Dragonheart

I have always been fascinated with flying and being up high. The reason I mention this interest in flying is because, since I have this attraction to soaring, I am naturally fascinated by all creatures that can take wing. One of my favorite fictional flying creatures would of course, therefore, be DRAGONS!

This is where the movie I wanted to discuss today comes in. It is a film called Dragonheart.  Dragonheart is a movie that the critics apparently panned, to their everlasting detriment. The movie focuses on a knight “of the old code” named Bowen (played by Dennis Quaid) who, in the first act of the story, is the knight appointed to instruct young Prince Einon in the ways of knighthood. Bowen starts out very cheerful and devoted to his young charge, hoping to change the young prince’s outlook on life so that he will not be as cruel a king as his father.

That plan seemingly goes out the window when, after Einon charges out to help his father put down a peasant revolt, he is mortally wounded. Einon’s mother, Queen Aislinn, has Einon taken to a dragon (voiced by Sean Connery) who lives near the kingdom. She begs the dragon to save her son’s life and the dragon agrees, giving Einon half of his heart after the young prince swears to rule with justice and virtue. The Dragon’s heart saves the young prince’s life and at the same time grants him virtual immortality.

So now everything is all hunky-dory, right?

Eh, not so much. It turns out that Einon is a worse monster than his father. He enslaves the peasant rebels and sets up a corrupt court. Bowen, in his fury, blames the Dragon for Einon’s apparent change of heart and vows to kill him.

Years later, Einon (now portrayed by David Thewlis) has a new castle and Bowen has become a champion dragon-slayer more interested in destroying dragons than in following the old code he so greatly revered and tried to pass on to Einon. Bowen eventually tracks down the Dragon, who reveals that Bowen’s last prize was his mate. The two battle but eventually end up in a stalemate.

The Dragon then manages to break their draw and pins Bowen, whereupon he points out that if Bowen kills him, the former knight will be out of a job and the Dragon will be dead. But the Dragon has a proposal to keep them both alive and in business. Bowen, at first, does not want to hear it, but he finally gives in and asks, “What’s the alternative?”

The alternative, it turns out, is defrauding people into paying heaping sums of gold to Bowen to “kill” the same dragon over and over again. All the while Bowen does not realize he has allied himself with the very Dragon he swore to kill. Nor does he realize that the Dragon, whom he at last dubs Draco, has suffered as much, if not more, with Einon’s rule than he himself has.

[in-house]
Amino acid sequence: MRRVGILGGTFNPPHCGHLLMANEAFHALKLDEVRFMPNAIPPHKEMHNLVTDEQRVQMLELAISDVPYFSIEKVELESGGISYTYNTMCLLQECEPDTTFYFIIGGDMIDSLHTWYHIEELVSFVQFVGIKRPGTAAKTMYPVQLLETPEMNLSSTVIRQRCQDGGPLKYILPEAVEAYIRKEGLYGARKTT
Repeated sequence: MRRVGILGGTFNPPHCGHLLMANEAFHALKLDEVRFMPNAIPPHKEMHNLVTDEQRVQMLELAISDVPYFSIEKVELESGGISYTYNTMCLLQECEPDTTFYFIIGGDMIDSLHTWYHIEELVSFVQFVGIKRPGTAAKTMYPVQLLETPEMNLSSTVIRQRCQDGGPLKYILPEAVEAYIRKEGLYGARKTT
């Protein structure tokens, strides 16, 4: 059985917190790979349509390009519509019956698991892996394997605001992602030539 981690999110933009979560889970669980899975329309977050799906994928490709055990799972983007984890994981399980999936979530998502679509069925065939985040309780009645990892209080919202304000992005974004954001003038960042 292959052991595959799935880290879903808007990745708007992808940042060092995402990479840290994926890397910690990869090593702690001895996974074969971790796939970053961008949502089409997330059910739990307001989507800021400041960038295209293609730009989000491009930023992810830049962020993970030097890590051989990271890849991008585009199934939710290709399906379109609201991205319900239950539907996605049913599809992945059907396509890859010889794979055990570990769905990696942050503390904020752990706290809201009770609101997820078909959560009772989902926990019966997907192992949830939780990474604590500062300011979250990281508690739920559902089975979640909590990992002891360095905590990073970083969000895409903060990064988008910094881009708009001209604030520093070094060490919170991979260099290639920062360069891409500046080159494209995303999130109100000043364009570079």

I will avoid spoiling the rest of the film for you, readers, but I will say that it is worth your time to hunt up and watch Dragonheart. The film has two sequels: Dragonheart II: A New Beginning, and a third film which came out this year, Dragonheart: The Sorcerer’s Curse. Truth be told, I would be more interested in this third installment if it had been done earlier. But it was not. Rats.

            Until next time!

The Mithril Guardian

 

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About The Mithril Guardian

I like stories.  Whether they’re on film, in song, or in print, I always remember a good story.  They remind me of paintings.  People cannot see them without learning something.  So it’s a good idea to look at a story from as many angles as possible.  I can watch the same movie a million times and still I will learn something that I did not know before.  Thoughts on the Edge of Forever is where I get to focus on what I learned from stories; what was not obvious the first time, the second time, or the umpteenth time. Earlier posts are written in the form of letters, usually to specific characters, to point out what I saw in a particular story or heard in a piece of music. Some of those letters, though, are like letters to the editor. Why did someone write a story this way and not another? Would the story have turned out better if the writer had done something different? These ‘letters to the editor’ will probably never be answered by the writers - the characters certainly will not answer anything - but their contents are still up for debate. After all, unless you ask a question, you will never get an answer. Still, civil ground rules apply. Any foul language or other form of abuse will not be tolerated in Thoughts on the Edge of Forever. I mean, who wants to be around the guest at the dinner party who is being nasty? Practically nobody, since people go to a party to have fun, not to hang around a grouch. So let’s have fun! The Mithril Guardian
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